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  #41  
Old 11-20-2005, 03:47 PM
Shade by Neil Jordan
Ulysses by James Joyce
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  #42  
Old 11-20-2005, 04:26 PM
Pet Sematary and The Stand by Stephen King. Pet Sematary was excellent and I'm reading The Stand right now which is also excellent.
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  #43  
Old 11-27-2005, 07:40 PM
Lord of the Flies - William Golding
Empire of the Ants - Bernard Werber
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  #44  
Old 12-01-2005, 02:37 AM
Survivor- Chuck Palahniuk
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  #45  
Old 02-21-2006, 11:12 AM
i picked up harry potter books 1-5 on paperback the other day
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  #46  
Old 02-21-2006, 10:33 PM
Oh, I didn't know this thread existed.
Actual book wise, the last ones I bought (not counting King's Cell):

The Body - Hanif Kureishi
Ulysses - James Joyce
The Collected Poems of W.B. Yeats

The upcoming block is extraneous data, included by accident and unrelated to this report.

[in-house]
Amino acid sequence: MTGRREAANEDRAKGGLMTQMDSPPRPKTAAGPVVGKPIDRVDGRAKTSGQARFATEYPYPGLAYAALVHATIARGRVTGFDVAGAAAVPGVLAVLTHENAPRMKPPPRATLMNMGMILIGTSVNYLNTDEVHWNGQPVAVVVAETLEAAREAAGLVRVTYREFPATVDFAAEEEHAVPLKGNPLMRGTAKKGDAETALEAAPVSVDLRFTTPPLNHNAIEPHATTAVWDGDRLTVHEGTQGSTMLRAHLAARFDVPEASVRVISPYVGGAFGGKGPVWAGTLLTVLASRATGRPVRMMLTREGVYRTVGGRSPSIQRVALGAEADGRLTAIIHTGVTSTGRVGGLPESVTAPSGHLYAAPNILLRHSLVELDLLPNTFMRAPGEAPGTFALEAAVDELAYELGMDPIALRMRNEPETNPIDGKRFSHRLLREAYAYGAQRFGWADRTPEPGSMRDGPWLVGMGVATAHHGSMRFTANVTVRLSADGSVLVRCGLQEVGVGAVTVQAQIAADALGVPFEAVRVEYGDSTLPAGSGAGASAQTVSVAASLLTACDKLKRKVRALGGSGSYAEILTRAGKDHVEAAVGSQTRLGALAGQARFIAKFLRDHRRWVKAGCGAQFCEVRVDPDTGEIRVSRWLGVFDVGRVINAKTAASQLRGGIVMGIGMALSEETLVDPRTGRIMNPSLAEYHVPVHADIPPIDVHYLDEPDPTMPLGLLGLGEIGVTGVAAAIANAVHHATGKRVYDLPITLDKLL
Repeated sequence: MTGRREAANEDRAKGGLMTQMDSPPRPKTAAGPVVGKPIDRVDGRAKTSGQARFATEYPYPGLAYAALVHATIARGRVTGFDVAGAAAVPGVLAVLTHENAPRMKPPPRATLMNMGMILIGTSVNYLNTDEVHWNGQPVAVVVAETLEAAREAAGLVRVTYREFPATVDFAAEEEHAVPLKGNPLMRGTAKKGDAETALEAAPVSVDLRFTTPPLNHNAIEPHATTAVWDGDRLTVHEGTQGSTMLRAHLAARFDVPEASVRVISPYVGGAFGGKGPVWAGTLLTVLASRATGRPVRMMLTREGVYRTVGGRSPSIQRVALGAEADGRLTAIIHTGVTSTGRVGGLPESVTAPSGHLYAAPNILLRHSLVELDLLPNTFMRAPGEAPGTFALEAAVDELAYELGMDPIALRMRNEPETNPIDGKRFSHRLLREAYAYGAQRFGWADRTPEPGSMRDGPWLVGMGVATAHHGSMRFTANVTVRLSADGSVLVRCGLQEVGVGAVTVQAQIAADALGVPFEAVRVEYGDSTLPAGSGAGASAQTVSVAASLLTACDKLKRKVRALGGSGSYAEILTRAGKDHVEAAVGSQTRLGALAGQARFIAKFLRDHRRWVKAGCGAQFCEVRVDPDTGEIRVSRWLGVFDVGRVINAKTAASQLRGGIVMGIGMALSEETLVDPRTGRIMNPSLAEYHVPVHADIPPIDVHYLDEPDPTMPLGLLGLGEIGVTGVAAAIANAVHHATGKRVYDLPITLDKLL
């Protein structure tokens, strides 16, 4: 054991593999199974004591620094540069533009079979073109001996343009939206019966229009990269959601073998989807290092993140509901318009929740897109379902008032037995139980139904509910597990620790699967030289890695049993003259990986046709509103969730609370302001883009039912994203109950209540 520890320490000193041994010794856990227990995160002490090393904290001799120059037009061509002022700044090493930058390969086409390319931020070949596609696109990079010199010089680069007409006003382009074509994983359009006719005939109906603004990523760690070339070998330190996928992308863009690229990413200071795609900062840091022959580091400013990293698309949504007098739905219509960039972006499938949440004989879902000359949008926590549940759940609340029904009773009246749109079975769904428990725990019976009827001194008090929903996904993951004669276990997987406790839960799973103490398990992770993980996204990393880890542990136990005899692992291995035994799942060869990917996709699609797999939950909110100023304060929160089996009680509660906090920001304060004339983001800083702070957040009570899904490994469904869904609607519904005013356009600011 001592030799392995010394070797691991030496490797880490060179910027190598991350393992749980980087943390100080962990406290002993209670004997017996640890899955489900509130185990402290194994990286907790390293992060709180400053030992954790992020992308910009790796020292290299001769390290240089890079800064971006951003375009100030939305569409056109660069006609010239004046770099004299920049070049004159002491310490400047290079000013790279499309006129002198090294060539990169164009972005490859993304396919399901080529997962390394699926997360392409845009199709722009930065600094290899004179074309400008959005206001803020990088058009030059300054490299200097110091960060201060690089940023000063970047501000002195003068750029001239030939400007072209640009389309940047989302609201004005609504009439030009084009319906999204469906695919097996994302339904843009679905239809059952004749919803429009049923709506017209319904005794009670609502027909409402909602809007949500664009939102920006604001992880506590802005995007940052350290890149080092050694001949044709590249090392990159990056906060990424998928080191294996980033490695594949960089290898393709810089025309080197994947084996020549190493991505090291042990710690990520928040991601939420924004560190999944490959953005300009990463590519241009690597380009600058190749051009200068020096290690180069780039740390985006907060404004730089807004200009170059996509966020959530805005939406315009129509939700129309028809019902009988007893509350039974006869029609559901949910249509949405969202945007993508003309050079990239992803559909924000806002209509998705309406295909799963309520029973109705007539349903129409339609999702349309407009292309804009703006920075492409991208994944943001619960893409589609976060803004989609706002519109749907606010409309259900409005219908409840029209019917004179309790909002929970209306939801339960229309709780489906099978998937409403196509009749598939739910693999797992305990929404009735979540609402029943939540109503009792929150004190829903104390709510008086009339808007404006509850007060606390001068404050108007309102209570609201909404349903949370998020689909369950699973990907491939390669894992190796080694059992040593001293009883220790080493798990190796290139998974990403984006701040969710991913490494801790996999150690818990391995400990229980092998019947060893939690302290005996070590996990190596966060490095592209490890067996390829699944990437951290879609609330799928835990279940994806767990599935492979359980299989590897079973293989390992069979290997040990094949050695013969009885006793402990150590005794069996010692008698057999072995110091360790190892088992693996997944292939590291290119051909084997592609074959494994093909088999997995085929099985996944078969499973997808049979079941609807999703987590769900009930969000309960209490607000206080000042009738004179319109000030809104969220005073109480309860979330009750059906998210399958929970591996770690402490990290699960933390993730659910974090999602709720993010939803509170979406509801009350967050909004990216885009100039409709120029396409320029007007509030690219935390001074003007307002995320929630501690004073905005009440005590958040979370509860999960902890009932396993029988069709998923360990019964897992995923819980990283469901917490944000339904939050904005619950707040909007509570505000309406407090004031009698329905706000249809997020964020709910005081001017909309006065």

No Exit & Three Other Plays (second copy) - Jean Paul Sartre
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  #47  
Old 03-11-2006, 09:07 PM
  • A Piece Of Cake
  • Cell
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  #48  
Old 03-12-2006, 08:43 PM
I finally bought Terry Goodkind's Sword of Truth series.
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  #49  
Old 03-16-2006, 09:08 PM
the

Last edited by andrew33; 10-20-2007 at 02:09 PM..
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  #50  
Old 03-18-2006, 09:19 PM
the

Last edited by andrew33; 10-20-2007 at 02:09 PM..
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  #51  
Old 03-18-2006, 09:28 PM
Have any of the people who bought Ulysses (dman and LazyBoy) tried reading it yet? I haven't bothered, I don't think I'd get it. I tried reading Dubliners, got about half way through and decided I'd finish it later, it was boring the crap out of me.